Just consider "August: Osage County" an 80-dish play.
That’s an example offered by director Mark Fossen to illustrate the complications of mounting Tracy Letts’ darkly comic dramatic masterpiece.
‘August: Osage County’
Tracy Letts’ Tony- and Pulitzer-winning play will receive its Utah premiere at a new performing arts venue.
When » Previews Thursday, Aug. 14, 7:30 p.m.; plays Fridays-Saturdays, 7:30 p.m.; Sundays, 3 p.m.; through Aug. 31; with additional matinee Saturday, Aug. 23, 2 p.m.
Where » Sugar Space Warehouse Theatre / River District, 130 S. 800 West, Salt Lake City
Also » Two-for-one tickets available for the preview show (place two tickets in the cart and use “preview” code to receive second ticket free). Also pay-what-you-may admission at the door for the Aug. 23 matinee.
Cast » Directed by Mark Fossen, with Teresa Sanderson as Violet Weston and April Fossen as Barbara Fordham, along with Daniel Beecher, Anne Louise Brings, Sallie Cooper, Joe Crnich, Stein Erickson, April Fossen, Tamara Howell, Melanie Nelson, Michele Rideout, Richard Scharine, Allen Smith and Daniel Torrence.
In the playwright’s words
While it’s rarely a simple matter to pinpoint the precise inspiration for a new play, the genesis of “August: Osage County” can be traced to my deliberate desire to write for an extant acting ensemble — in this case, Steppenwolf Theatre Company. The hope of any playwright is that he or she can, through narrative, tap into universal themes. My first goal was to construct a narrative that holds a bushel of interest and a kernel of truth for the actors of this ensemble.
When reviewing the biographies of the actors who comprise Steppenwolf, I was struck by a nearly common denominator: place of birth. From Lincoln, Illinois, to Council Bluffs, Iowa, from Mankato, Minnesota, to my hometown of Tulsa, Oklahoma, the majority of ensemble members are small-town Midwestern people. Their stories are my stories. We share the history of families — mainly descendants of Irish or German or Dutch homesteaders — who forged their ethos from hardscrabble Depression years through the Baby Boom. We share the multigenerational conflict that inevitably arises when Those Who Have Nothing have willed their pride and guilt to Those Who Have Wanted for Nothing. “August: Osage County” is my attempt to explore this generational schism and the Midwestern sensibility with an ensemble of like-minded artists.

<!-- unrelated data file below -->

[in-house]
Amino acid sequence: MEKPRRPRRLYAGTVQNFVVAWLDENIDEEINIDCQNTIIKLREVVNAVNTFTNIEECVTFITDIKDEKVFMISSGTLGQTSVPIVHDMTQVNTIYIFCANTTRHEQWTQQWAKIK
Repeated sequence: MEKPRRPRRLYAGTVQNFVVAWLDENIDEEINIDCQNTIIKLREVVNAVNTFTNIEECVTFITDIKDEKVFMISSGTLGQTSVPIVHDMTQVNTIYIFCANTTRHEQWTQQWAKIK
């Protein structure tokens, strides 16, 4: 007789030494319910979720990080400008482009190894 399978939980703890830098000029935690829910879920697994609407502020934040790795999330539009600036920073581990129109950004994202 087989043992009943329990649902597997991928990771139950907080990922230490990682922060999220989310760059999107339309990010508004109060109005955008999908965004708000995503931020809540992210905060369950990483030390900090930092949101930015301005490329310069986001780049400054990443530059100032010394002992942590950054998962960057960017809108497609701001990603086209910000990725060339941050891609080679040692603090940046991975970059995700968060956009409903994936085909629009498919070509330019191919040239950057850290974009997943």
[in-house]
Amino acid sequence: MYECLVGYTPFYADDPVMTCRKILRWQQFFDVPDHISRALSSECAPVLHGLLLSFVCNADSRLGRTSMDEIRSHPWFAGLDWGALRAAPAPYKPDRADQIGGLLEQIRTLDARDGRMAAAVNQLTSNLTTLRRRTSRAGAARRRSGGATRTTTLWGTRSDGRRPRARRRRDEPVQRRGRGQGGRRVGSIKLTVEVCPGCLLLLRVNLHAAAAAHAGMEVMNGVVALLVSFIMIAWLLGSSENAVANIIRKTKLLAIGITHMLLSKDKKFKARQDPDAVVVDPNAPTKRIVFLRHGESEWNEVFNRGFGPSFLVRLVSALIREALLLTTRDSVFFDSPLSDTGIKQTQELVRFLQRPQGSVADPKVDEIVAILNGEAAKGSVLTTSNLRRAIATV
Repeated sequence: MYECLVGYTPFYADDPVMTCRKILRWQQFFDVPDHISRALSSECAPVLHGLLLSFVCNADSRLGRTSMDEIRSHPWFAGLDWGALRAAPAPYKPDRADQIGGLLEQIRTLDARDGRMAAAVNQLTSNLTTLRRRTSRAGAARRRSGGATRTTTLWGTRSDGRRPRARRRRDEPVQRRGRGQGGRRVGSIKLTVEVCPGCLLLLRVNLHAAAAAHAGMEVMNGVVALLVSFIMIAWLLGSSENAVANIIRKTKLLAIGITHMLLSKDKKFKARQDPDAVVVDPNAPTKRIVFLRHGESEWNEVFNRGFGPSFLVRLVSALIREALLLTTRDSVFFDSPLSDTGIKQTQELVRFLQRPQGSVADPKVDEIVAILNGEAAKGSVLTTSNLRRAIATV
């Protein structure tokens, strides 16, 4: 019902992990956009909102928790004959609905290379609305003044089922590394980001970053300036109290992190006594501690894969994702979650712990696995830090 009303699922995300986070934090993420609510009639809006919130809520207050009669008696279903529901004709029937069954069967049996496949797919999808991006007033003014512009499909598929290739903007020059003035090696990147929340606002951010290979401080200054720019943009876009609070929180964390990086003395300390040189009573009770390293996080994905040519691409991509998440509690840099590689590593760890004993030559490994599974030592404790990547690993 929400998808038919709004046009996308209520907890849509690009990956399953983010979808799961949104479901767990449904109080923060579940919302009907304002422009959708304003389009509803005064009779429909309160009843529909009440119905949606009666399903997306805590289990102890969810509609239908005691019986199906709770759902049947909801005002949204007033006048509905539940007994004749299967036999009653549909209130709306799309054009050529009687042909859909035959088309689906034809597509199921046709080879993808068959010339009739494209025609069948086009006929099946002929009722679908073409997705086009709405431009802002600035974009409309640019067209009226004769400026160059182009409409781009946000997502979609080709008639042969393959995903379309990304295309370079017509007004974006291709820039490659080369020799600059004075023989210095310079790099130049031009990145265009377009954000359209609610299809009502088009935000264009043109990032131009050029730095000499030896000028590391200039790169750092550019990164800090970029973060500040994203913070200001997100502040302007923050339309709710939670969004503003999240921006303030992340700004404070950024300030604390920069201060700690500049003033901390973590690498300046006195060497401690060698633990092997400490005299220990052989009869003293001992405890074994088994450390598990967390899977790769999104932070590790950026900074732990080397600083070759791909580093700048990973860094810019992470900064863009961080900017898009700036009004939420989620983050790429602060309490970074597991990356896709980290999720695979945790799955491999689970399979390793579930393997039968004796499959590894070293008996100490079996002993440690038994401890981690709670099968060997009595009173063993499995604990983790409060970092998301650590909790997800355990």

From the Steppenwolf Theatre Company website
One scene features a family dinner after the Weston family patriarch’s funeral where a few dishes are broken. As Fossen created the play’s prop list, he worked through staging issues.
The plates should be identical, so they would break the same at every performance. "So three a night, plus rehearsal runs, plus some tests as we work out the safety issues, plus a meal which has settings for 11, and another meal of pie in the first act — and the order finally came up to 70-80 dishes," Fossen says. "My jaw sort of dropped when I saw that and thought, ‘Really? I am doing a play where we need 80 dishes? That can’t be right, can it?’ "
So, the show’s run requires 80 dishes. It also requires a 13-member cast and the construction of a three-story set, which required its own $5,000 Kickstarter campaign. Ambitious isn’t a big enough word: "It’s a huge undertaking," says Michele Rideout, of Silver Summit Theatre Company, one of the co-producers, who is also playing Ivy, the Weston daughter who has stayed home to take care of her aging parents. "The set alone is a monster to create."